Has anyone else been remembering their dreams?
After texting several of my friends, I’ve come to the conclusion that this is a common occurrence during this time, and I hypothesize it’s because of the increased amount of sleep. No 6 A.M alarm to shatter our brief period of rest, no relentless pile of homework laying on our desks unfinished as 10 P.M turns into 1 A.M.
Despite the bonus of slowly recovering an unhealthy sleep schedule to the brink of normalcy, there’s still a lot to be upset about right now. The current state of the world, as the sickness spreads like wildfire and millions suffer or struggle to pay their bills. The cancellation of every event in the near future. Being stuck in the same place, day in and day out. The distance from friends, even as we attempt to fill it with Facetime or Houseparty.
I’m privileged enough to not have rent that I can’t afford, be a healthcare professional at the front lines of this crisis, or have risk factors that make this disease a greater threat to me than others. So perhaps it’s a lot easier for me to find the bright side in the situation, but today, I’m encouraging you all to find something small that puts a smile on your face. Staying positive, as corny as it sounds, is the best way to get through these tough times.
I’ve been keeping a daily gratitude journal (and updating it constantly, to my surprise). It was cheesy at first, but I’m glad I kept up with it. I started with the basics– family, health, shelter, food, and so on. I’ve written thank-you notes to the hobbies that I’ve been attempting during “coronacation”: baking, reading, singing, doing yoga, listening to podcasts. The toughest challenge might have been finding the benefits in online school (the increased sleep was the biggest one for me). Yet as I delve deeper each day, I never hesitate to write paragraphs about the unusual, random details of my life that bring me joy. Peanut butter. Windshield wipers. Soft blankets. My backyard’s ambiance. I’ve told some meaningful people in my life “thank you” through text or Facetime.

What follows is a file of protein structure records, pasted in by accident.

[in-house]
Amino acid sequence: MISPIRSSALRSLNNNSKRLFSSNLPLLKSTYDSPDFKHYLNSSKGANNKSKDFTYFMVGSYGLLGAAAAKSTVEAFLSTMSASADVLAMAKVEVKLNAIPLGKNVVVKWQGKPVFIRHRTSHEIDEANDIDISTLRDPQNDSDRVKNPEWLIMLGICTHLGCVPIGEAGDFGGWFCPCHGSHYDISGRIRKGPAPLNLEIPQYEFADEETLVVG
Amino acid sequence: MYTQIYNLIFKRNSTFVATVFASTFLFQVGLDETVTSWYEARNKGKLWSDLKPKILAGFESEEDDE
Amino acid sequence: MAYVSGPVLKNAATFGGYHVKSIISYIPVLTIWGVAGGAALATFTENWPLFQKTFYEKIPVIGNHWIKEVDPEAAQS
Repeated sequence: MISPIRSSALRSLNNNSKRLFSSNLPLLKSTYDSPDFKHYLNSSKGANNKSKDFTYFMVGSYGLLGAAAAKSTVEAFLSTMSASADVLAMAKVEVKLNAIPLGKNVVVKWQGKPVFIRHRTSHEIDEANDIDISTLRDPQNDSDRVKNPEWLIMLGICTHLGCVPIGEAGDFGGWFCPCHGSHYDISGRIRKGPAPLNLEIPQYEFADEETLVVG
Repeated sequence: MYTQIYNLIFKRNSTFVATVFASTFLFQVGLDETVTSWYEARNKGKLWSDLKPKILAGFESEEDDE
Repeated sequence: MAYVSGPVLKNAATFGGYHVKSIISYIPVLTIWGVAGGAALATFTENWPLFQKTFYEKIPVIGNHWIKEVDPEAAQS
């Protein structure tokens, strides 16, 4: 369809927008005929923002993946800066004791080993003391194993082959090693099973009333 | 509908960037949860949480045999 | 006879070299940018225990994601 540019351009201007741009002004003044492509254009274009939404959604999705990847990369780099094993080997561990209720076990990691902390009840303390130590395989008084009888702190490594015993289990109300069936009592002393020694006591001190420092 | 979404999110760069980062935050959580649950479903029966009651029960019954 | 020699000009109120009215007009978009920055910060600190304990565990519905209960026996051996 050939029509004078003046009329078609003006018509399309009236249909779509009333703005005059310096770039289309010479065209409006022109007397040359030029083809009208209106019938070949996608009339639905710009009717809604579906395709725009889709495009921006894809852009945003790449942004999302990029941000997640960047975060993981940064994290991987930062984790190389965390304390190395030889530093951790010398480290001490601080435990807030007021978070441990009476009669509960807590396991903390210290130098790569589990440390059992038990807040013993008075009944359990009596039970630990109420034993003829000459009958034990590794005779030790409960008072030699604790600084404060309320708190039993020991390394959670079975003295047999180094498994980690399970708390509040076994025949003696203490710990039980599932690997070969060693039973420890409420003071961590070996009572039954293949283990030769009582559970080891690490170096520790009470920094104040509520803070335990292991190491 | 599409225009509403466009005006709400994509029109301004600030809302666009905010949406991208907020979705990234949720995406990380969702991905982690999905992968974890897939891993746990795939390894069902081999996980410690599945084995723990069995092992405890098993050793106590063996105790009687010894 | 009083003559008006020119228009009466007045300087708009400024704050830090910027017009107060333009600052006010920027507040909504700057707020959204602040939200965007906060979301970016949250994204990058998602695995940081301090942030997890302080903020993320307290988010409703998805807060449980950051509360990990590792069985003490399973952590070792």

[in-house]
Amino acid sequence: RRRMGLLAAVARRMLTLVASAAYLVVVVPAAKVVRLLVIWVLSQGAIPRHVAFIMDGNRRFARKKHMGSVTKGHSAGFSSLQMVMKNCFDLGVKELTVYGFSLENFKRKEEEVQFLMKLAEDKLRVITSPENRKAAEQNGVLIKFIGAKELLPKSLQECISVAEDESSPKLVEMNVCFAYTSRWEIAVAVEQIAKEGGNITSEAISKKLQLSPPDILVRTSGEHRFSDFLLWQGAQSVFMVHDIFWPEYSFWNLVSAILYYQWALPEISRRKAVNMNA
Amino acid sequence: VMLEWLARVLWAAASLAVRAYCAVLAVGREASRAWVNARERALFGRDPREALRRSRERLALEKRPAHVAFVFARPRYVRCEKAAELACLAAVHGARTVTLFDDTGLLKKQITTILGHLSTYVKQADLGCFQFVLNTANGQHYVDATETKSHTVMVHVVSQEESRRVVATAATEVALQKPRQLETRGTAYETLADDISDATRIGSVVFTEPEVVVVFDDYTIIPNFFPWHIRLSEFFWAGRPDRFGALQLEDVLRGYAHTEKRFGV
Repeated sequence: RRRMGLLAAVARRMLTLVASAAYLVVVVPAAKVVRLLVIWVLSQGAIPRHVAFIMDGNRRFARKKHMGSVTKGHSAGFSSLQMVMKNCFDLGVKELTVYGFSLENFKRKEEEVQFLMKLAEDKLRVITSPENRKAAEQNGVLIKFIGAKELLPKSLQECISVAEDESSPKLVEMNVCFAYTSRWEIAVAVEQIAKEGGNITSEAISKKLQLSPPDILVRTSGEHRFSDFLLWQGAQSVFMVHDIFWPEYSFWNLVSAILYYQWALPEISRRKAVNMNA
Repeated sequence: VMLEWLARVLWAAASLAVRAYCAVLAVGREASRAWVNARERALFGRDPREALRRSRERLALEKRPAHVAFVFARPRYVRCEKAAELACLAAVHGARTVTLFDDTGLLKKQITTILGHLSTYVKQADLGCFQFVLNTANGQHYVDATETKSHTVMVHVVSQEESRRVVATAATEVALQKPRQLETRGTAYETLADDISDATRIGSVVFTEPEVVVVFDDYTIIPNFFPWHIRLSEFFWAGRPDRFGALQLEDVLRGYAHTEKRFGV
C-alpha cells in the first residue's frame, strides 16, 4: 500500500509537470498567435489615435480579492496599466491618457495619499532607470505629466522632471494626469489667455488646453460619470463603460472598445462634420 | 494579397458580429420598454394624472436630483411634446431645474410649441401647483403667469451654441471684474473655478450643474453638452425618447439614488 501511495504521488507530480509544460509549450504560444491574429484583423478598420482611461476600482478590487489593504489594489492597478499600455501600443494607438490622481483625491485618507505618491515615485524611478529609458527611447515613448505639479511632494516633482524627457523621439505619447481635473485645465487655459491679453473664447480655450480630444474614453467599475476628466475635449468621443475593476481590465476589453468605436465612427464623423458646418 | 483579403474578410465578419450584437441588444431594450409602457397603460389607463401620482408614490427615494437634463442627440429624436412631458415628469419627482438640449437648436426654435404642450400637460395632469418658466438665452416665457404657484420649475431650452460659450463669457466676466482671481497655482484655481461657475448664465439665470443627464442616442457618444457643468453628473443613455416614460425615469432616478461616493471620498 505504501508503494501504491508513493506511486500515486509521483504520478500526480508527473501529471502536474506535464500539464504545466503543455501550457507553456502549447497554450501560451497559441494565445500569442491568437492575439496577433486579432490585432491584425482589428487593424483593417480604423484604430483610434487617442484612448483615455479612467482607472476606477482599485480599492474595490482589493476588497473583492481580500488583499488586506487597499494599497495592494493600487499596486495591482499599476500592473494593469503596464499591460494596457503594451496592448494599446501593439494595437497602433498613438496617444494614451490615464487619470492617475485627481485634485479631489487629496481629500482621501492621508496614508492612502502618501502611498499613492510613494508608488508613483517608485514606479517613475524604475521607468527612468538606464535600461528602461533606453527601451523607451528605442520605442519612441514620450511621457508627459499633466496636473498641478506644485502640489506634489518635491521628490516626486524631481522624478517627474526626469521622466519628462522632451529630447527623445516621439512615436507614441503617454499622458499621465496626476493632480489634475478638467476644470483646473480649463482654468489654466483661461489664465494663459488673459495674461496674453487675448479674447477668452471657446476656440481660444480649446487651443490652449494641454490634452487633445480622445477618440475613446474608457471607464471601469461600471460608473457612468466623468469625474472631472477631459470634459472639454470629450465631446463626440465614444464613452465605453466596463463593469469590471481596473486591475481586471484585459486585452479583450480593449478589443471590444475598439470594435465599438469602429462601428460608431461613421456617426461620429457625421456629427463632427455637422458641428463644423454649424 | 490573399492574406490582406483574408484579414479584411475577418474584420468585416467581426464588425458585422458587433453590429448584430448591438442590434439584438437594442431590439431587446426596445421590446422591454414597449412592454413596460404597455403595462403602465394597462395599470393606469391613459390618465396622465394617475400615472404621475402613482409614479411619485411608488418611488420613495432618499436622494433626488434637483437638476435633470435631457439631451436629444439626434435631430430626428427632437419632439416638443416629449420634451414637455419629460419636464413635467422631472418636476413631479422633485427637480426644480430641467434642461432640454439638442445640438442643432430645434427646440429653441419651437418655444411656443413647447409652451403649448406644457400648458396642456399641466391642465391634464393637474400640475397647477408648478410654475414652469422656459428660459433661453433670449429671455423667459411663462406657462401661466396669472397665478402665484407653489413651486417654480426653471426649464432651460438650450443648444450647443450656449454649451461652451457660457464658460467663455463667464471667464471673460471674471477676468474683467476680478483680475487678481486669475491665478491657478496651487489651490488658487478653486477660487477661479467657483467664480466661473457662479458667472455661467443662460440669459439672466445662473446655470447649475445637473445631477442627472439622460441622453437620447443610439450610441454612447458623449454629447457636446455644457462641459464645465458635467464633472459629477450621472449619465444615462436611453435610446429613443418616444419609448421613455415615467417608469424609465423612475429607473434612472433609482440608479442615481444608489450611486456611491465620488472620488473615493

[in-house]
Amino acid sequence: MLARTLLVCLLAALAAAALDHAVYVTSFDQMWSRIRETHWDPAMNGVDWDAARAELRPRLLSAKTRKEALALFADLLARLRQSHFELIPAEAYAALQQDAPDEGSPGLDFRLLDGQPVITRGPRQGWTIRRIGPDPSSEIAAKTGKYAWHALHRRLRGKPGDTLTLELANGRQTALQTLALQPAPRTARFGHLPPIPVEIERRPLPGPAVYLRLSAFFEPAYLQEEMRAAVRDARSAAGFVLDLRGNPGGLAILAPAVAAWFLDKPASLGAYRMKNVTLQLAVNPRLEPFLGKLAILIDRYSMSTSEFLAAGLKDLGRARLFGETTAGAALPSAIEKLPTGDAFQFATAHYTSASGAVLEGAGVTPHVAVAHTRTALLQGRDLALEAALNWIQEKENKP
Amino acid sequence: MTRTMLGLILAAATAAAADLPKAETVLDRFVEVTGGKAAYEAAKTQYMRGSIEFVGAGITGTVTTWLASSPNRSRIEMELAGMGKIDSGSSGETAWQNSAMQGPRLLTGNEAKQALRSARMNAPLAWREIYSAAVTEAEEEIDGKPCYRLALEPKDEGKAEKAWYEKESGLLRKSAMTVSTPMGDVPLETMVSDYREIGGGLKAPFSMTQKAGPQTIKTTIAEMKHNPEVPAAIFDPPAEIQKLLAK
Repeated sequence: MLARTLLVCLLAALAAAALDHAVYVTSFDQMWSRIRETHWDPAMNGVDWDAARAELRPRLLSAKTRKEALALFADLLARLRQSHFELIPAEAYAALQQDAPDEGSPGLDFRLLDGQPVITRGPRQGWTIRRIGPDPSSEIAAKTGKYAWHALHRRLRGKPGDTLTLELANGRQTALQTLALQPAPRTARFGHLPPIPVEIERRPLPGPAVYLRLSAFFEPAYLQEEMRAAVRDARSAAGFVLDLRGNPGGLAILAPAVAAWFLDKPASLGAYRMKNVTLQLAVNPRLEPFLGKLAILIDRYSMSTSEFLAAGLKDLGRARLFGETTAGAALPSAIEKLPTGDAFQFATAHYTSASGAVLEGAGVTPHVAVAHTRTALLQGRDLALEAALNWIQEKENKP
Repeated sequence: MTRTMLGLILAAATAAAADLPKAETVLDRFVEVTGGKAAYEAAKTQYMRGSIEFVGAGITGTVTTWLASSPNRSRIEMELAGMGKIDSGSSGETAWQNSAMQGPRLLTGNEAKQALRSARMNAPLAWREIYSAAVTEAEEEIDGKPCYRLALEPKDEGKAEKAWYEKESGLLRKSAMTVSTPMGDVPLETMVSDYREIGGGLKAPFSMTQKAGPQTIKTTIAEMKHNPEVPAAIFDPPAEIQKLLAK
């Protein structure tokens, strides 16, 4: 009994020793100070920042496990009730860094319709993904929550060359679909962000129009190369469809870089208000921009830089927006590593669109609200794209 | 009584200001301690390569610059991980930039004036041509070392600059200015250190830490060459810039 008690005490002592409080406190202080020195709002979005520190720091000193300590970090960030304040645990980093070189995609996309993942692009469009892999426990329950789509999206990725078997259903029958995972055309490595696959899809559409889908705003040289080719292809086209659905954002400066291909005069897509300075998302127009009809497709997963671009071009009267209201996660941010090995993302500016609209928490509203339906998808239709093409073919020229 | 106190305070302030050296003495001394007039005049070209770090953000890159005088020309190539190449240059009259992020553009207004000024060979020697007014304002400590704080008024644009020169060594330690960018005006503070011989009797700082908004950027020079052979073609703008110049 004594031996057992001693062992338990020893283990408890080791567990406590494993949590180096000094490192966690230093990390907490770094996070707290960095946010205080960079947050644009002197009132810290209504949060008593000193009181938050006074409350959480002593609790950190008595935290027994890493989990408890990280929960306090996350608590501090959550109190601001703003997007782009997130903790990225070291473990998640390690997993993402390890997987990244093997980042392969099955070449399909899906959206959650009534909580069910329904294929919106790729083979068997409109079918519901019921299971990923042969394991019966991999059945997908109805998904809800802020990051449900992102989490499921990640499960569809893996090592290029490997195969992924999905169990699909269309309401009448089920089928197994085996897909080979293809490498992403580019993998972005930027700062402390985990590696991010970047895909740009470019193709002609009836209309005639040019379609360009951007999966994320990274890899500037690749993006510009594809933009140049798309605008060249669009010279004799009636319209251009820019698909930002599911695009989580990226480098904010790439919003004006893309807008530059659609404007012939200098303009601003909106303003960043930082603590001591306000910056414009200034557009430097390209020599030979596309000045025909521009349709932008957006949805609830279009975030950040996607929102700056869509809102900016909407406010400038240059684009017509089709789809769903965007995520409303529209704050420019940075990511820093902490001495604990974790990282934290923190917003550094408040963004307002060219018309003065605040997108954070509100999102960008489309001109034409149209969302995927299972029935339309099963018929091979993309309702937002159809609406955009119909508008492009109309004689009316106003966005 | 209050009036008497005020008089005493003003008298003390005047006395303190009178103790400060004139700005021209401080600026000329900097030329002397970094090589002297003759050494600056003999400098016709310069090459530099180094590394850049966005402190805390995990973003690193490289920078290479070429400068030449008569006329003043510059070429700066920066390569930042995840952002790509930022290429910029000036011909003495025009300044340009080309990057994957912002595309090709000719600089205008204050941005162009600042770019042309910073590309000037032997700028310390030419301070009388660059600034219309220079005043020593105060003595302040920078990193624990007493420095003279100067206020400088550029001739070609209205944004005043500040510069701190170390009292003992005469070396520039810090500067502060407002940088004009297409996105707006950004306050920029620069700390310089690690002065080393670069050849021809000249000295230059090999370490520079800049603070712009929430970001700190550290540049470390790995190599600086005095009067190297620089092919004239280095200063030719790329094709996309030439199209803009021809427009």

I’m encouraging you all to express gratitude too, in whatever form that may look like for you. Maybe you can stick post-its on a wall like one of my friends, or write out a simple list on a sheet of paper. Maybe communicate your appreciation to a loved one. Maybe make a video thanking the healthcare professionals at the front lines of this crisis.
Gratitude has a number of benefits; a quick google search will confirm that. But if not for the improved empathy or mental health, do it to clear your mind of all the negative aspects of this crisis. The media is constantly bombarding you with headlines, and I for one have not gone a day without hearing or uttering the word “coronavirus.”